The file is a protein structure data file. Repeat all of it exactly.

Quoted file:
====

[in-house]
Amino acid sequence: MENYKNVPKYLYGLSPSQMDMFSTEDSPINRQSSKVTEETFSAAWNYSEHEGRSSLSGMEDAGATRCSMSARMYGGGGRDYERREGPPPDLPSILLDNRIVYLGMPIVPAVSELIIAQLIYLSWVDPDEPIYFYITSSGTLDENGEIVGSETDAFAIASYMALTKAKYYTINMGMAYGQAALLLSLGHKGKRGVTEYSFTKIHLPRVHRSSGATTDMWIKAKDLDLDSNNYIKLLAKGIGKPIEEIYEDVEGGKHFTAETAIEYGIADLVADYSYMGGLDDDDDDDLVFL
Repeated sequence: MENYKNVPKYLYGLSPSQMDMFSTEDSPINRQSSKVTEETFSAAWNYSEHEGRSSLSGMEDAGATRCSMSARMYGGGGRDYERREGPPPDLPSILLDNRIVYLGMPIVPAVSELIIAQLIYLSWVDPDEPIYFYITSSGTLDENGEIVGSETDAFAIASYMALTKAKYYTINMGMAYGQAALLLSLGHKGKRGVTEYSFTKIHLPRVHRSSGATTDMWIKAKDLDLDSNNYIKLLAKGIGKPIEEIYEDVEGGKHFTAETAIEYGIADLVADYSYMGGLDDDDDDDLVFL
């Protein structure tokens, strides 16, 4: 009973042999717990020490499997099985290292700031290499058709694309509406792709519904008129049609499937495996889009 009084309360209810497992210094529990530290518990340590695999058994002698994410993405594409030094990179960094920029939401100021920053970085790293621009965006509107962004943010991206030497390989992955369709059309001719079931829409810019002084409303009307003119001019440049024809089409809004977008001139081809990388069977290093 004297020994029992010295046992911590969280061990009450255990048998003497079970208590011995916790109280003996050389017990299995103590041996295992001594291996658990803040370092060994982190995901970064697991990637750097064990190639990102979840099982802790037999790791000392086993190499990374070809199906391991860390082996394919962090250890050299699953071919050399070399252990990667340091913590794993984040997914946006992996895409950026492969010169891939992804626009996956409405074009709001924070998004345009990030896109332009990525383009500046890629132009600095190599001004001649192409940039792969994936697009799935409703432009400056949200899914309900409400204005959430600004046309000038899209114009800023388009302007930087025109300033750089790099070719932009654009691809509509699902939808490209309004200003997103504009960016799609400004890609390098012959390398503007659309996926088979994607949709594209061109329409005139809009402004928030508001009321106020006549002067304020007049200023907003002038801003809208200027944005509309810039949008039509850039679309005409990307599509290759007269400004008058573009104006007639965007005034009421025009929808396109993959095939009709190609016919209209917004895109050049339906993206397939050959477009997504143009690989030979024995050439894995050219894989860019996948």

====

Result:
[in-house]
Amino acid sequence: MENYKNVPKYLYGLSPSQMDMFSTEDSPINRQSSKVTEETFSAAWNYSEHEGRSSLSGMEDAGATRCSMSARMYGGGGRDYERREGPPPDLPSILLDNRIVYLGMPIVPAVSELIIAQLIYLSWVDPDEPIYFYITSSGTLDENGEIVGSETDAFAIASYMALTKAKYYTINMGMAYGQAALLLSLGHKGKRGVTEYSFTKIHLPRVHRSSGATTDMWIKAKDLDLDSNNYIKLLAKGIGKPIEEIYEDVEGGKHFTAETAIEYGIADLVADYSYMGGLDDDDDDDLVFL
Repeated sequence: MENYKNVPKYLYGLSPSQMDMFSTEDSPINRQSSKVTEETFSAAWNYSEHEGRSSLSGMEDAGATRCSMSARMYGGGGRDYERREGPPPDLPSILLDNRIVYLGMPIVPAVSELIIAQLIYLSWVDPDEPIYFYITSSGTLDENGEIVGSETDAFAIASYMALTKAKYYTINMGMAYGQAALLLSLGHKGKRGVTEYSFTKIHLPRVHRSSGATTDMWIKAKDLDLDSNNYIKLLAKGIGKPIEEIYEDVEGGKHFTAETAIEYGIADLVADYSYMGGLDDDDDDDLVFL
């Protein structure tokens, strides 16, 4: 009973042999717990020490499997099985290292700031290499058709694309509406792709519904008129049609499937495996889009 009084309360209810497992210094529990530290518990340590695999058994002698994410993405594409030094990179960094920029939401100021920053970085790293621009965006509107962004943010991206030497390989992955369709059309001719079931829409810019002084409303009307003119001019440049024809089409809004977008001139081809990388069977290093 004297020994029992010295046992911590969280061990009450255990048998003497079970208590011995916790109280003996050389017990299995103590041996295992001594291996658990803040370092060994982190995901970064697991990637750097064990190639990102979840099982802790037999790791000392086993190499990374070809199906391991860390082996394919962090250890050299699953071919050399070399252990990667340091913590794993984040997914946006992996895409950026492969010169891939992804626009996956409405074009709001924070998004345009990030896109332009990525383009500046890629132009600095190599001004001649192409940039792969994936697009799935409703432009400056949200899914309900409400204005959430600004046309000038899209114009800023388009302007930087025109300033750089790099070719932009654009691809509509699902939808490209309004200003997103504009960016799609400004890609390098012959390398503007659309996926088979994607949709594209061109329409005139809009402004928030508001009321106020006549002067304020007049200023907003002038801003809208200027944005509309810039949008039509850039679309005409990307599509290759007269400004008058573009104006007639965007005034009421025009929808396109993959095939009709190609016919209209917004895109050049339906993206397939050959477009997504143009690989030979024995050439894995050219894989860019996948």